However, Richmond says no such thing.   Instead, citing Daar v. Yellow Cab Co. (1967) 67 Cal.2d 695, 698–699, the Richmond court said that a trial court order “denying certification to an entire class is an appealable order.”  (Richmond, supra, 29 Cal.3d at 470.)  Szetela's citation to Richmond 's true holding makes sense in the context of Szetela – where the death knell doctrine was found inapplicable because the case would still proceed as a class action, albeit one limited to persons not bound by the arbitration provision.   As best we can determine, however, Szetela simply misquoted Richmond.   This error was repeated in Nelson.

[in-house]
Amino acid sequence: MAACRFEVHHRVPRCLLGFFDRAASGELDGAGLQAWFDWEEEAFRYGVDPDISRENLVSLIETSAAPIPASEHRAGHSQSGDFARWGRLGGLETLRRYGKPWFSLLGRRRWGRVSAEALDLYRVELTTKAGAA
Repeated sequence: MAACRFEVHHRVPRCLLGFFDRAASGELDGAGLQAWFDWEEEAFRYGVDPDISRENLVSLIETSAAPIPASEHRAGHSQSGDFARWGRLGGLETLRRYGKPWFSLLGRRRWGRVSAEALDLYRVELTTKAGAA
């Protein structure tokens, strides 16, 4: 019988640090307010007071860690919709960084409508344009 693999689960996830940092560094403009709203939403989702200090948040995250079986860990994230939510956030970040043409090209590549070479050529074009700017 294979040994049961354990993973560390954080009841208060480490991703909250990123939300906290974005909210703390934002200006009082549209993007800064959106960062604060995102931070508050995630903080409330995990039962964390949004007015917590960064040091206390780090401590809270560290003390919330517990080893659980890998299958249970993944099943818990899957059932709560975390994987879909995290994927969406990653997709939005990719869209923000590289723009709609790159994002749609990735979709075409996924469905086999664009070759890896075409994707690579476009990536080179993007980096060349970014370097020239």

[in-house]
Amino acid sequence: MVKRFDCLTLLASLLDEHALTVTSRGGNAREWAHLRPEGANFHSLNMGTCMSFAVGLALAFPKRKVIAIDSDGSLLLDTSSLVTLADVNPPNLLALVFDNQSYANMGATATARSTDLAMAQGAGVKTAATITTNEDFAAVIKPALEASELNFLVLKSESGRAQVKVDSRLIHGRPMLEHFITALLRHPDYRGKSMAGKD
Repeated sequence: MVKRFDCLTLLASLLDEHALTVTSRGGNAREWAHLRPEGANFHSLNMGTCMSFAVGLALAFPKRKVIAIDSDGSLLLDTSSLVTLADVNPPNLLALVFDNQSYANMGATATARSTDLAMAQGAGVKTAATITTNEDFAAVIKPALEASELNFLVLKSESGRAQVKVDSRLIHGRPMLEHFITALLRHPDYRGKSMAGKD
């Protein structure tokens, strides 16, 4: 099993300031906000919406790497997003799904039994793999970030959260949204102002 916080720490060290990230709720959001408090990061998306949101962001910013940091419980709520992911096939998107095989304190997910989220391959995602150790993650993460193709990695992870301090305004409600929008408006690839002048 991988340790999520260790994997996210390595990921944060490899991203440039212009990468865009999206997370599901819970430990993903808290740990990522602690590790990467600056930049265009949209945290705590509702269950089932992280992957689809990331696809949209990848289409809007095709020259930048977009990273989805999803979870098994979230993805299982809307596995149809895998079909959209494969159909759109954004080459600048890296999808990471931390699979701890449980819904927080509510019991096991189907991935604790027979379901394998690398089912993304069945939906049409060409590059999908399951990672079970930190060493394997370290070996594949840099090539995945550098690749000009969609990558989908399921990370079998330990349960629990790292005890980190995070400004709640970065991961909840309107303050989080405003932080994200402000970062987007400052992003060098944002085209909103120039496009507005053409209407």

Nelsen, supra, 207 Cal.App.4th 1115, treated a plaintiff's appeal from an order compelling arbitration of her class action complaint for wage and hour law violations on an individual basis only as a petition for writ of mandate.   The Nelsen court also discussed the death knell doctrine.   The court first cited Daar v. Yellow Cab Co., supra, 67 Cal.2d 695, which held that the death knell doctrine applied to an order sustaining a demurrer to a class action complaint and transferring the matter to the municipal court as to plaintiff's individual claims only.   Darr held that the trial court's order determined the legal insufficiency of the complaint as a class action and preserves for “plaintiff alone his cause of action for damages.   In its ‘legal effect’ the order is tantamount to a dismissal of the action as to all members of the class other than plaintiff.   It has virtually demolished the action as a class action.”  (Daar, at p. 699, citations omitted.) 4